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A Google Search is not the same thing as a Law Degree - Changes in LLC Law

Many potential clients are taken aback by what lawyers (at least the good ones) charge to draft Operating Agreements for business entities. Of those that do face sticker-shock, many decide to print out a form they find on google thinking they have solved their problem.

You pay a lawyer because our job is to make sure all of your documents are drafted in accordance with any new changes made to the law. The forms you find doing google searches are often not up-to-date, and you can find yourself in a heap of a mess with the IRS, the State and your business partners if your documents are not drafted properly.

As an example, during the 2015 legislative session, the Florida legislature adopted amendments to Chapter 605 of the Florida Statutes. Chapter 605 is the Florida Revised Limited Liability Company Act (Florida Revised LLC Act).

Highlights of SOME OF THE CHANGES (not all) made to the Florida Revised LLC Act during the 2015 legislative session are as follows:


Certain provisions in an existing LLC operating agreement may be unenforceable. Whereas the Old Act contained only six non-waivable provisions for LLC operating agreements, the New LLC Act contains 17 such provisions. Operating Agreements may not:

1. Vary a limited liability company’s capacity to sue and be sued in its own name;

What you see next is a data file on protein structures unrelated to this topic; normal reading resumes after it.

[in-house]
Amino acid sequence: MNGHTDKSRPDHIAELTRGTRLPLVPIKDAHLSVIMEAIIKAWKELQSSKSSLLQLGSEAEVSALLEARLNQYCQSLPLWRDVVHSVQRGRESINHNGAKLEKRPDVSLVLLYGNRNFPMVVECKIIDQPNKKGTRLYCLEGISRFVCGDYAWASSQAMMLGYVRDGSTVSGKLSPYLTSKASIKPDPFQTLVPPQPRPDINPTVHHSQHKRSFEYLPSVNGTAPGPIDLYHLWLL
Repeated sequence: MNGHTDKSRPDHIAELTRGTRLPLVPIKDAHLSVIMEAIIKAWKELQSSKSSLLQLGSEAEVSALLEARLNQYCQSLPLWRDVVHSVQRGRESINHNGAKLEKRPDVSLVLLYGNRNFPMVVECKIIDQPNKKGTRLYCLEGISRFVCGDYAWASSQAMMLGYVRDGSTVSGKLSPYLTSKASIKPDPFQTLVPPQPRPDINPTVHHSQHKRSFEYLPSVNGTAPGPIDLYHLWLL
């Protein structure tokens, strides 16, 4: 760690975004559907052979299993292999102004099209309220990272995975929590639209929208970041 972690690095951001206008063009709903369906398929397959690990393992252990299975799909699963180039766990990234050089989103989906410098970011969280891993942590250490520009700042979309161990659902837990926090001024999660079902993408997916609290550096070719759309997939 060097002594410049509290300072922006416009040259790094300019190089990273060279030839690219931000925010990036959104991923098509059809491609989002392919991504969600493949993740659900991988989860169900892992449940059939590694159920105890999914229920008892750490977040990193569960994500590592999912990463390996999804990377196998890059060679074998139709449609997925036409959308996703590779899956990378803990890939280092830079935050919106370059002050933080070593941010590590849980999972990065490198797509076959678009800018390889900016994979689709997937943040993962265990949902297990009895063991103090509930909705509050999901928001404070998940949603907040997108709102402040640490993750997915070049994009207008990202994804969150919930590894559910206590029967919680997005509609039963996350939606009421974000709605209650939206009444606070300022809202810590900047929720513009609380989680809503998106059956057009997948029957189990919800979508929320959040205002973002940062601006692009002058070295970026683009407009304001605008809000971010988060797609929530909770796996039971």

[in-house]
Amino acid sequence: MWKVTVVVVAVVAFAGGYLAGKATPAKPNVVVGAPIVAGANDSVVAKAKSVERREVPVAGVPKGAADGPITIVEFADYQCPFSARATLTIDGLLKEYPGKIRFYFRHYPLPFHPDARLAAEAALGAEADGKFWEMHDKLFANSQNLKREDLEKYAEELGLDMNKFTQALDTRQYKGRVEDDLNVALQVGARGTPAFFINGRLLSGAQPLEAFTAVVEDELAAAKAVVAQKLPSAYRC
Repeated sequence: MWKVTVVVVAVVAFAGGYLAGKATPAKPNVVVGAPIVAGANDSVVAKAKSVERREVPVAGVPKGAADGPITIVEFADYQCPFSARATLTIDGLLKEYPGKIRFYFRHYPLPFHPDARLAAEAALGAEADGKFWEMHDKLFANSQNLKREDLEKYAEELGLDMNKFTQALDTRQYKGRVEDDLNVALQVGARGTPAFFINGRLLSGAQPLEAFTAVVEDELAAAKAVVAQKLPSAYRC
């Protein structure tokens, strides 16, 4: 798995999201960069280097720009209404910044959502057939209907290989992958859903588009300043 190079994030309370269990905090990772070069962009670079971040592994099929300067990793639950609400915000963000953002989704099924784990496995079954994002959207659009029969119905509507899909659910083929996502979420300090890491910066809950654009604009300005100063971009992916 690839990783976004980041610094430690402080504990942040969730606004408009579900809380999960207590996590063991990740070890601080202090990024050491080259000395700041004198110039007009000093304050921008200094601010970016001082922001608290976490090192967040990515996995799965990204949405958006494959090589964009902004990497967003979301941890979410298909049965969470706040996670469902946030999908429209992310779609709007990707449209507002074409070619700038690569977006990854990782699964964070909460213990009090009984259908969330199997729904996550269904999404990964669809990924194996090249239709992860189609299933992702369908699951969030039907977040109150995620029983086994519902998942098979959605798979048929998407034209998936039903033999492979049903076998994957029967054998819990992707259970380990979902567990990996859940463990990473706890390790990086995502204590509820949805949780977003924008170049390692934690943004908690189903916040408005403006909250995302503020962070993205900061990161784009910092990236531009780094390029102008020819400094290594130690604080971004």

2. Vary the applicable law that governs LLCs;

3. Vary the procedure pertaining to registered agents or the Department of State;

4. Vary the requirements related to signing and filing a record pursuant to a court order;

5. Eliminate the duty of loyalty or the duty of care;

6. Eliminate the obligation of good faith and fair dealing;

7. Relieve or exonerate a person from liability for conduct involving bad faith, willful or intentional misconduct, or a knowing violation of law;

8. Unreasonably restrict the duties and rights to records required by the Act;

9. Vary the power of a person to dissociate;

10. Vary the grounds for dissolution;

11. Vary the requirement to wind up the company;

12. Unreasonably restrict the right of a member to maintain an action against another member or manager;

13. Prevent the formation of a special litigation committee upon a court order;

14. Vary the right of a member to approve a merger, interest exchange, or conversion;

15. Vary the required contents of a plan of merger, a plan of interest exchange, a plan of conversion, or a plan of domestication;

16. Except in certain narrow circumstances, restrict the rights under this chapter of a person other than a member or manager; and

17. Provide for indemnification for a member or manager when he or she commits:

  • Conduct involving bad faith, intentional misconduct, or a knowing violation of law;

  • A transaction from which the member or manager derived an improper personal benefit;

  • An improper distribution of funds; or

  • A breach of the duty of loyalty or the duty of care.


For LLCs formed after January 1, 2015, the term “managing member” will not be recognized by the Department of State in filings or annual reports. Although an LLC will still be able to be manager-managed, the mere use of the term “managing member” in the LLC’s governing documents will not make the LLC manager-managed. Absent other evidence or indication of intent to be manager-managed, any member is clothed with the authority to bind the LLC (unless that member’s authority has been limited as explained below). As a corollary, all members could be liable for certain actions taken by the LLC, such as the authorization of improper distributions.